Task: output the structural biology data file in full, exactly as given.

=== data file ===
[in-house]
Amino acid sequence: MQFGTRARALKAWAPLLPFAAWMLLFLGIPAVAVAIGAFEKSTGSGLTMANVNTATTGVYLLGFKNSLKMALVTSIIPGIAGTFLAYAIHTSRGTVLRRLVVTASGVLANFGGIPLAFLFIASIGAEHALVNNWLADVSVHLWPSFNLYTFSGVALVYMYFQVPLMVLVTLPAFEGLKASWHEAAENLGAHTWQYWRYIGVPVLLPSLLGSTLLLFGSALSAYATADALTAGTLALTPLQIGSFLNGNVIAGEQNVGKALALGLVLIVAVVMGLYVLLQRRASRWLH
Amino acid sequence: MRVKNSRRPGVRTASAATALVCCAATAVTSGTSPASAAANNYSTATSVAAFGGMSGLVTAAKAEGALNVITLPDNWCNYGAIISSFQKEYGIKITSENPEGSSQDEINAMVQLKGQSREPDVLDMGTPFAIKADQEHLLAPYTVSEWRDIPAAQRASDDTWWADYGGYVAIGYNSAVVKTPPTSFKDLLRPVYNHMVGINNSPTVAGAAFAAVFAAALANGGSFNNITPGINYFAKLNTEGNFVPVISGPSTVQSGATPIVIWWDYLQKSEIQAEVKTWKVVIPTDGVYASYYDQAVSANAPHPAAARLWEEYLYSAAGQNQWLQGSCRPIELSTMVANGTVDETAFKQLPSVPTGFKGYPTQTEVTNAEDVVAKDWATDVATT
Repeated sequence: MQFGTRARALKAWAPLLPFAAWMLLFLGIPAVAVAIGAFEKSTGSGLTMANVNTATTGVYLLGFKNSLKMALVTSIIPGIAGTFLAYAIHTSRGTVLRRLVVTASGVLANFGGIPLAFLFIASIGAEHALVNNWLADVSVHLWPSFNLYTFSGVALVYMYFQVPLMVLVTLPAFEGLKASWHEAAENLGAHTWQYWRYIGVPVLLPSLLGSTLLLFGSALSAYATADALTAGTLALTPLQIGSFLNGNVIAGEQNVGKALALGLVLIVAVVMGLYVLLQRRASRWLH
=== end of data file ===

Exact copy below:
[in-house]
Amino acid sequence: MQFGTRARALKAWAPLLPFAAWMLLFLGIPAVAVAIGAFEKSTGSGLTMANVNTATTGVYLLGFKNSLKMALVTSIIPGIAGTFLAYAIHTSRGTVLRRLVVTASGVLANFGGIPLAFLFIASIGAEHALVNNWLADVSVHLWPSFNLYTFSGVALVYMYFQVPLMVLVTLPAFEGLKASWHEAAENLGAHTWQYWRYIGVPVLLPSLLGSTLLLFGSALSAYATADALTAGTLALTPLQIGSFLNGNVIAGEQNVGKALALGLVLIVAVVMGLYVLLQRRASRWLH
Amino acid sequence: MRVKNSRRPGVRTASAATALVCCAATAVTSGTSPASAAANNYSTATSVAAFGGMSGLVTAAKAEGALNVITLPDNWCNYGAIISSFQKEYGIKITSENPEGSSQDEINAMVQLKGQSREPDVLDMGTPFAIKADQEHLLAPYTVSEWRDIPAAQRASDDTWWADYGGYVAIGYNSAVVKTPPTSFKDLLRPVYNHMVGINNSPTVAGAAFAAVFAAALANGGSFNNITPGINYFAKLNTEGNFVPVISGPSTVQSGATPIVIWWDYLQKSEIQAEVKTWKVVIPTDGVYASYYDQAVSANAPHPAAARLWEEYLYSAAGQNQWLQGSCRPIELSTMVANGTVDETAFKQLPSVPTGFKGYPTQTEVTNAEDVVAKDWATDVATT
Repeated sequence: MQFGTRARALKAWAPLLPFAAWMLLFLGIPAVAVAIGAFEKSTGSGLTMANVNTATTGVYLLGFKNSLKMALVTSIIPGIAGTFLAYAIHTSRGTVLRRLVVTASGVLANFGGIPLAFLFIASIGAEHALVNNWLADVSVHLWPSFNLYTFSGVALVYMYFQVPLMVLVTLPAFEGLKASWHEAAENLGAHTWQYWRYIGVPVLLPSLLGSTLLLFGSALSAYATADALTAGTLALTPLQIGSFLNGNVIAGEQNVGKALALGLVLIVAVVMGLYVLLQRRASRWLH